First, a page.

Please don't listen to YouTube in a crowded train wo headphones
December 5, 2018 10:39 AM   Subscribe

Writing from a crowded waiting room where four (4!) Phones are competing to fill the airspace with (variously) 2 news programs, one makeup tutorial and one video about a bouncing dog teaching multiplication. I know that cell phone blockers are illegal, but does anything exist that would allow me to electromagnetically block cell phone speakers?
posted by arnicae to Technology (26 answers total) 8 users marked this as a favorite
 
If it was me, I'd use my mouth app.
posted by humboldt32 at 10:49 AM on December 5 [64 favorites]


For certain values of electromagnetically and block, noise cancelling headphones.
posted by zamboni at 10:50 AM on December 5 [11 favorites]


Sadly, it is against the law to block/jam cell reception. I don't know how you could block/jam speakers without a giant electromagnetic pulse weapon, which seems infeasible.
posted by Mid at 10:51 AM on December 5 [4 favorites]


No, but noise-cancelling headphones are a godsend to those of us who dislike being treated to an impromptu concert every time we're on public transportation. Even without music playing through them they do a good job of blocking sound.

Also feeling that cudgel suggestion. Big mood.
posted by ananci at 10:54 AM on December 5 [5 favorites]


Unfortunately public/civilian use of EMPs is also illegal in the US, and I'm sure in other countries as well.
posted by muddgirl at 10:55 AM on December 5 [1 favorite]


Using your own mobile device, Google "Gummi Bears theme song trap remix explicit lyrics version," (or, you know, something equivalent that actually exists) click play, crank your volume up to max, point your speakers out toward the center of the room, and make scary eye contact with each of the audio offenders in turn, jerking your head from one to the other sharply, like a robotic owl.

Hopefully, the next time you return to this particular waiting room, there will be a sign posted explaining their new "please set your cell phones to silent" policy.

Alternately, you could directly ask the receptionist/office manager there if they can do something about the noise problem.
posted by prize bull octorok at 10:57 AM on December 5 [34 favorites]


I sympathize. The sole time I tried “using my mouth app” (in my therapist’s waiting room, no less, where you’d think I’d get a better response) I asked if someone could use headphones and they didn’t respond well.

Noise-cancelling headphones are expensive and it seems vastly unfair that that should be the go-to solution for this kind of intentional noise pollution. In some cities I’ve at least seen signs posted on buses saying that you are not supposed to play music without headphones, although there are none in the city I live in now.
posted by needs more cowbell at 11:18 AM on December 5 [5 favorites]


Uh, sound waves are not electromagnetic. So no.
posted by St. Peepsburg at 11:31 AM on December 5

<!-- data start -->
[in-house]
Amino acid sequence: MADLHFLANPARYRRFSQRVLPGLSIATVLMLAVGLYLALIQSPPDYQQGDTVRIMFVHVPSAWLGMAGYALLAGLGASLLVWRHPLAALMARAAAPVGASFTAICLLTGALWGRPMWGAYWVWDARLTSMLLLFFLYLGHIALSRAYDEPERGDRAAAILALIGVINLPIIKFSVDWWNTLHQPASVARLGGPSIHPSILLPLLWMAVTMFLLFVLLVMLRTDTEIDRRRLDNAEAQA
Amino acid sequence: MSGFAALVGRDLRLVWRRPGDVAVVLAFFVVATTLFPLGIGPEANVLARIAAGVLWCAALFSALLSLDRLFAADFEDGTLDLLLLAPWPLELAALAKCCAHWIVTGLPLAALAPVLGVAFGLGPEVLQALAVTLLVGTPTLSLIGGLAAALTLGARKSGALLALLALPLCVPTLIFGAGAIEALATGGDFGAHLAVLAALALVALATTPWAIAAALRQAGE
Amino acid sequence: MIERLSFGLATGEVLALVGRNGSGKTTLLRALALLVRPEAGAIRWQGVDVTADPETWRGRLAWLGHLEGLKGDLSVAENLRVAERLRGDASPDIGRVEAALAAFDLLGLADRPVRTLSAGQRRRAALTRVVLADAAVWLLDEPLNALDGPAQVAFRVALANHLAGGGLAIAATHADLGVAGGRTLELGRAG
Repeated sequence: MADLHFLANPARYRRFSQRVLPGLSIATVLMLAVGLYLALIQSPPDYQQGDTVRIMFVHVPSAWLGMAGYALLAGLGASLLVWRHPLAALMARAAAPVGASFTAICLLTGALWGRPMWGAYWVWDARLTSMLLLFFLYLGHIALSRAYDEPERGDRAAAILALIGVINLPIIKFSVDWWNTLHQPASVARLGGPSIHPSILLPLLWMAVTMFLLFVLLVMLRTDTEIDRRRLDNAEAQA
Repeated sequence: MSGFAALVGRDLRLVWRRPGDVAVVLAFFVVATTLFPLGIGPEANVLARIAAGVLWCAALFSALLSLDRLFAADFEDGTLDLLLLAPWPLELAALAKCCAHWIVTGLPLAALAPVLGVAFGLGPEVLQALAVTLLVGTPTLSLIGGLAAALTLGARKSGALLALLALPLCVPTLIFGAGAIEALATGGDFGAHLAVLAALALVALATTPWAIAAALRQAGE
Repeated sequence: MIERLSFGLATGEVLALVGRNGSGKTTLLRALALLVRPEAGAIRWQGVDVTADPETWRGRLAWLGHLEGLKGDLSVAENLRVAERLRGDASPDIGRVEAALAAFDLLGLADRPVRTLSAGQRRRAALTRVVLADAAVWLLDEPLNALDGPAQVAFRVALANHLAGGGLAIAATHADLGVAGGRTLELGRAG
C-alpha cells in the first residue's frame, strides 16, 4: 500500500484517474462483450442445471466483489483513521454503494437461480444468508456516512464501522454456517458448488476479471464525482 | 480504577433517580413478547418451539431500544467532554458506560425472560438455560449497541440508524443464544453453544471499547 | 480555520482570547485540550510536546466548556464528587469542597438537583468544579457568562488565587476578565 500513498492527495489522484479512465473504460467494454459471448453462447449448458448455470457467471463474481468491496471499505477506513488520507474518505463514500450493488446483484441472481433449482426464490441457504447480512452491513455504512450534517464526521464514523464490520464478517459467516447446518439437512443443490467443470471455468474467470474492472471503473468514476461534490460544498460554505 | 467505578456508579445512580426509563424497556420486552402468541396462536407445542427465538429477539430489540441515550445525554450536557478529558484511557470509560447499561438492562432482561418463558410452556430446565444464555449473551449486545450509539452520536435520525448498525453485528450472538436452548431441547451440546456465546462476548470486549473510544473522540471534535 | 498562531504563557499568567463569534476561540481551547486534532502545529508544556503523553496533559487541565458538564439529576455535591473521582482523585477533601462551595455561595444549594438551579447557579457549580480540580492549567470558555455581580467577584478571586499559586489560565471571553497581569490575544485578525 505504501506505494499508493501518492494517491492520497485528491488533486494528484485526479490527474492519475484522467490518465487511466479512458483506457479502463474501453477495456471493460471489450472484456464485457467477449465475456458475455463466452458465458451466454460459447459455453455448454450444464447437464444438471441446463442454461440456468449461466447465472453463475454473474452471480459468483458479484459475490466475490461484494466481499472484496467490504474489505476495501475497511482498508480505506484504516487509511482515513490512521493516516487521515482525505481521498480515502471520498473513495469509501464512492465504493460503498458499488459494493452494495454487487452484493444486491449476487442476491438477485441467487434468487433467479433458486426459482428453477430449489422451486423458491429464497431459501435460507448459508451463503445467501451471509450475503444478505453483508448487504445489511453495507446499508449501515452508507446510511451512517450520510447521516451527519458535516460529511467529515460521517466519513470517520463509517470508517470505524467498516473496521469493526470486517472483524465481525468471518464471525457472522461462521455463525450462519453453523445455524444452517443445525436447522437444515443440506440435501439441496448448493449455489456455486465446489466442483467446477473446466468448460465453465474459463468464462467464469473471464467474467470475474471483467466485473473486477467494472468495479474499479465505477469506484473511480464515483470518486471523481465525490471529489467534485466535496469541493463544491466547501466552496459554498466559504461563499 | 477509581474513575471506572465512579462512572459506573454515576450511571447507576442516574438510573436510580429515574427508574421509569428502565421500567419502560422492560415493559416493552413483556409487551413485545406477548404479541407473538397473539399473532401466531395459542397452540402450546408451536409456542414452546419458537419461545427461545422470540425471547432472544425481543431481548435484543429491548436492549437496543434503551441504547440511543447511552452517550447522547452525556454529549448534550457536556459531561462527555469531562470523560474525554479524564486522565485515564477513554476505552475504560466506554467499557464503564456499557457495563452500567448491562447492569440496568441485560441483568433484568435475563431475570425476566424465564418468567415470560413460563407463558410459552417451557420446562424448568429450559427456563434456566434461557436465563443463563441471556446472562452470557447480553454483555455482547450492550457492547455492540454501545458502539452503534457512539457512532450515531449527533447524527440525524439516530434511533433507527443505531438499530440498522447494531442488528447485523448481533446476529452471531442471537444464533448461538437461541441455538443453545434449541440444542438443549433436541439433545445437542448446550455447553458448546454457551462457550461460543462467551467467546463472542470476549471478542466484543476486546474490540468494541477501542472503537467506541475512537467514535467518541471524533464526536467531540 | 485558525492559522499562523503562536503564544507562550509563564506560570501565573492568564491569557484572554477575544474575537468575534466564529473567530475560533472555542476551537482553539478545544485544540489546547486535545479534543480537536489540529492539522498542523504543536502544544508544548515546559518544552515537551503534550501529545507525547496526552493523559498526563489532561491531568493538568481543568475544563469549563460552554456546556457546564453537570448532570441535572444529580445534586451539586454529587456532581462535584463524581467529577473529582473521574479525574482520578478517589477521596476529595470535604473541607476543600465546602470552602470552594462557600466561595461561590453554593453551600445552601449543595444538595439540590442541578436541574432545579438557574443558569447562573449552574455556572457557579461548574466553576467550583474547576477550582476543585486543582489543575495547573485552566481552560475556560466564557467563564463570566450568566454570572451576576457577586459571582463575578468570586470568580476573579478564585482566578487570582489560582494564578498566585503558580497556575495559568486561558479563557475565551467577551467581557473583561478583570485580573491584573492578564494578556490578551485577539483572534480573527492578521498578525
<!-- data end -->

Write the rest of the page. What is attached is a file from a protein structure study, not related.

Don't bother confronting anyone blasting their media. They know they're contravening the social contract.** Don't bother competing with them noisewise, they will win, and I imagine the fact that you want to quietly disconnect them implies that such a confrontation is unimaginable. Noise cancelling headphones. Like Stuart Smalley said, "it's easier to put on slippers than it is to carpet the world."

**I think most of the people who do this are oppressed by the social contract and the status quo, so I find it difficult to disapprove.
posted by turkeybrain at 11:37 AM on December 5 [22 favorites]


I also got a hostile response on the subway once for using my mouth app. I feel your pain. I think one’s own headphones are the only solution. It solves the “hearing other people’s noise” half of the problem but doesn’t do much for the “I really want you to know you’re being a dick” half.
posted by Smearcase at 11:40 AM on December 5 [4 favorites]


Shoot - sorry - I read the title, and skipped over the fact that it's more like your peers that are doing the noise pollution. Anyway, aside from the socio-economic stuff, I still say sound-cancelling headphones. Also maybe hack the router if people are using the free wifi. That's not as illegal.
posted by turkeybrain at 11:45 AM on December 5


AliExpress has headphones for less than $1.50, including shipping. You could buy a couple and then hand them out, saying something like "I noticed you forgot your headphones. Here, I have an extra pair."
posted by andythebean at 12:12 PM on December 5 [14 favorites]


Honestly, if noise-cancelling headphones are too expensive you can just use earplugs or regular headphones playing some alternative sounds to focus on. (In the latter case the trick is to give your brain a few minutes to stop focusing on the noise and refocus on your preferred inputs.)

I have often wanted to give strangers a pair of cheap earbuds but never had the nerve to do it!
posted by trig at 1:09 PM on December 5 [1 favorite]


The last time I saw someone use their mouth app on public transit to address a high-volume offender, they were quietly warned by said (offended) offender that another kind of man might have assaulted them for butting in like that, like you hear about on the news sometimes, and since you never know who you’re dealing with he shouldn’t disrespect strangers like that again.